Networking Tips from a Pro: Kirk Hill
Feature writer: Lisa Dalla Vecchia, @lmdallavecchia
This month, I would like to introduce you to Kirk Hill, a genuine connector who is able to effortlessly work a room, and is often recognized both for his beaming smile and enthusiastic laugh. He is also Assistant Dean, External Relations at the SFU Beedie School of Business, and is responsible for the development and implementation of strategies to promote and support broad-based external relations and community engagement on behalf of the business school. With all of his networking experience, I can’t think of a better person to ask to share networking tips.
How do you work a room?
It’s all about getting comfortable, so I tend to look for people I know or recognize to say hello to first. During the course of a conversation, it’s only natural that I’ll be introduced to someone else, and I make sure to do the same for others. If I sense a connection between two individuals, I’ll make sure to introduce those individuals to each other.
How do you break the ice?
Smile and introduce yourself. Mention why you’re at the event and ask the person with whom you’re speaking what brought her to the event. Look for commonalities.
What should you do if you forget someone’s name?
Wait to introduce yourself, but always be upfront. Ask for the person’s name and apologize…and make a point of not forgetting that person’s name again.
What advice would you have for networking “newbies”?
I think that we all can admit that it’s most challenging when networking and representing yourself versus a brand. But you just need to frame the situation differently. It’s not about networking, but about research and trying to better understand something. If you’re looking for a new job, treat networking as an integral component of your research. If you’re a student or a recent graduate, start your introduction by mentioning that you are a student/recent graduate, explain why you decided to come to the event (be it the topic or speaker), and then have a conversation. Do not mention that you’re looking for a job.
What is the biggest misconception about networking?
That it’s all about collecting business cards. Aim on receiving three to five business cards for a networking event that lasts about an hour. I used “receiving” because the key is to have someone offer you their card versus asking for someone’s card.
What is the biggest mistake you can make at a networking event?
Spending the entire time with one person or trying to meet everyone in a room. These are two extremes that should be avoided.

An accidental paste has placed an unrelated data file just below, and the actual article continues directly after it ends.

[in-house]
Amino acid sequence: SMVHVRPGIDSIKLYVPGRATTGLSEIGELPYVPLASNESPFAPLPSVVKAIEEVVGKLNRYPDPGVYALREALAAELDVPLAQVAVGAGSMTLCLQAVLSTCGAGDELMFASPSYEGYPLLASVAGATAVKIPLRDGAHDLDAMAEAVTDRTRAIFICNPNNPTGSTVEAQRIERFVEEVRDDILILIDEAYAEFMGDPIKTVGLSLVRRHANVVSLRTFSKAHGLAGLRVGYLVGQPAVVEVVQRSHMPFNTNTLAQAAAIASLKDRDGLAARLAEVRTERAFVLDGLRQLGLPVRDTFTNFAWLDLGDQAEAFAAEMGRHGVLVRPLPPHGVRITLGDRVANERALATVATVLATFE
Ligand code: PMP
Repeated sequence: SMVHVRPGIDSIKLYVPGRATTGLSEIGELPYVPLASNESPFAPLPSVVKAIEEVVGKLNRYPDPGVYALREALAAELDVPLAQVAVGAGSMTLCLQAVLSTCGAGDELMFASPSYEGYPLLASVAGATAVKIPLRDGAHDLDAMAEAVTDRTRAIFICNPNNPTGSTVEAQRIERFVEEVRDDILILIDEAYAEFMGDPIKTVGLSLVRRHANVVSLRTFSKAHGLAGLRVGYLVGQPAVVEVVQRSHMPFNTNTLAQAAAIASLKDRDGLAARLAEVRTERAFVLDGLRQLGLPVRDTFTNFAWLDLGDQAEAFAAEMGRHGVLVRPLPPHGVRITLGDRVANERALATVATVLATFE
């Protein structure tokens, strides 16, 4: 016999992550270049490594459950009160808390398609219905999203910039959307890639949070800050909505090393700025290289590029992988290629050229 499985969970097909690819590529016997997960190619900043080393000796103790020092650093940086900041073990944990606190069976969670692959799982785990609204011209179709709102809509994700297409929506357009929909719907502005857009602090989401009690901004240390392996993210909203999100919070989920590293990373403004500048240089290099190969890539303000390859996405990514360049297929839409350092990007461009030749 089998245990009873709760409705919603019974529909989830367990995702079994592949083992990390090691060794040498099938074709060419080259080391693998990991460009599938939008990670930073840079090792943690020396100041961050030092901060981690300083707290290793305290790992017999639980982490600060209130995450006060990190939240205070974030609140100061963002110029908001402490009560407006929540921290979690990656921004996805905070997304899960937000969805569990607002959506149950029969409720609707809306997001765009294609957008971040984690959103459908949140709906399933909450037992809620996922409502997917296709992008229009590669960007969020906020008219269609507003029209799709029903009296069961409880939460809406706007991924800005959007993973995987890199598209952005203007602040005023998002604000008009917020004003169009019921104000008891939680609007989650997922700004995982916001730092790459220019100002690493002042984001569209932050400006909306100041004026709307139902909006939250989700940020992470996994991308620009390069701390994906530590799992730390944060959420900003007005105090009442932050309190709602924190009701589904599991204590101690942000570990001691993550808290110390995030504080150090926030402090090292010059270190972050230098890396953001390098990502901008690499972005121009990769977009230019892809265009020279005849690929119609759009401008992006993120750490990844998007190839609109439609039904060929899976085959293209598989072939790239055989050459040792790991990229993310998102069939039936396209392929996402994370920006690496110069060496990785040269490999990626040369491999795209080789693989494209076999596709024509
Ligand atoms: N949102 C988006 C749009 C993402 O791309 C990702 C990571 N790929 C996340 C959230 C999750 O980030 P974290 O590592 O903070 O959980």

How do you gracefully end a conversation?
Most people that attend networking events know that they are there to network and meet new people, so as long as you’re polite about it, they won’t take offense. Try “It’s been wonderful to speak with you. There are a few others that I’d like to meet,” and shake hands. Another way is to offer your business card and say, “It’s been a pleasure, may I offer you my card?”
How important is LinkedIn?
It’s becoming more important. Just look at the stats: as of February 2012, there are more than 150 million members in over 200 countries and territories; over 5 million members are in Canada. By using LinkedIn, you’re building a professional brand. And it’s great for research – companies, jobs, alumni. But nothing beats meeting someone in person and building a rapport. Use LinkedIn to keep in touch.
What are some of your favourite networking events?
We’re fortunate that in Vancouver, there is no shortage of networking events. However, if you’re trying to decide on an event to attend, it’s important to look at the topic first. If you’re looking to learn more about a particular industry, say mining, look for events sponsored by the Mining Association of BC. For tech, there are so many great organizations and associations: BC Technology Industry Association (BCTIA), Vancouver Enterprise Forum (VEF), DigiBC to name but a few. The Vancouver Board of Trade also hosts a variety of events across industry; again, look at the topic. There really are too many to list!
Student-run club events are great and I attend as many as I can. And if you’re a student, look for a student rate (as there is usually one available). If you can’t find one, contact the organization and inquire. If that fails, volunteer!
Now that you’re armed with tips from a pro…what are you waiting for…happy networking!
Lisa Dalla Vecchia